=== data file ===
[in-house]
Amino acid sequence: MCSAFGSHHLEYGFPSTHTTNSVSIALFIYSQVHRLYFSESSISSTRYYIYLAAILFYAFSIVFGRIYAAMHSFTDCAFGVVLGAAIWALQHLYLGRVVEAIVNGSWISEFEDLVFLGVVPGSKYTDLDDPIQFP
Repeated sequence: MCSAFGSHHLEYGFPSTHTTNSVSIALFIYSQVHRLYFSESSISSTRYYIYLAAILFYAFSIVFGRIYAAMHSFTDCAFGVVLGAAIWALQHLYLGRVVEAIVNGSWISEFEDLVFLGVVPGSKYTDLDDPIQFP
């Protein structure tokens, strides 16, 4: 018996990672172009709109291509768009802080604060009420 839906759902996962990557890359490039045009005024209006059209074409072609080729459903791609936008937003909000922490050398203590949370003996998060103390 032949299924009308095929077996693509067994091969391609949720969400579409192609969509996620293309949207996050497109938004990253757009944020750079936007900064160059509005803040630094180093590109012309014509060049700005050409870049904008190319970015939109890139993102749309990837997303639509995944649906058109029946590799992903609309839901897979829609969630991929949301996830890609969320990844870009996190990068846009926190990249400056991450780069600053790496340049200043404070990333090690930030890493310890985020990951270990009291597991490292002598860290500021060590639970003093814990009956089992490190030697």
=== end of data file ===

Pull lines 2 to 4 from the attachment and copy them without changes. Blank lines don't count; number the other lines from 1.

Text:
Amino acid sequence: MCSAFGSHHLEYGFPSTHTTNSVSIALFIYSQVHRLYFSESSISSTRYYIYLAAILFYAFSIVFGRIYAAMHSFTDCAFGVVLGAAIWALQHLYLGRVVEAIVNGSWISEFEDLVFLGVVPGSKYTDLDDPIQFP
Repeated sequence: MCSAFGSHHLEYGFPSTHTTNSVSIALFIYSQVHRLYFSESSISSTRYYIYLAAILFYAFSIVFGRIYAAMHSFTDCAFGVVLGAAIWALQHLYLGRVVEAIVNGSWISEFEDLVFLGVVPGSKYTDLDDPIQFP
């Protein structure tokens, strides 16, 4: 018996990672172009709109291509768009802080604060009420 839906759902996962990557890359490039045009005024209006059209074409072609080729459903791609936008937003909000922490050398203590949370003996998060103390 032949299924009308095929077996693509067994091969391609949720969400579409192609969509996620293309949207996050497109938004990253757009944020750079936007900064160059509005803040630094180093590109012309014509060049700005050409870049904008190319970015939109890139993102749309990837997303639509995944649906058109029946590799992903609309839901897979829609969630991929949301996830890609969320990844870009996190990068846009926190990249400056991450780069600053790496340049200043404070990333090690930030890493310890985020990951270990009291597991490292002598860290500021060590639970003093814990009956089992490190030697």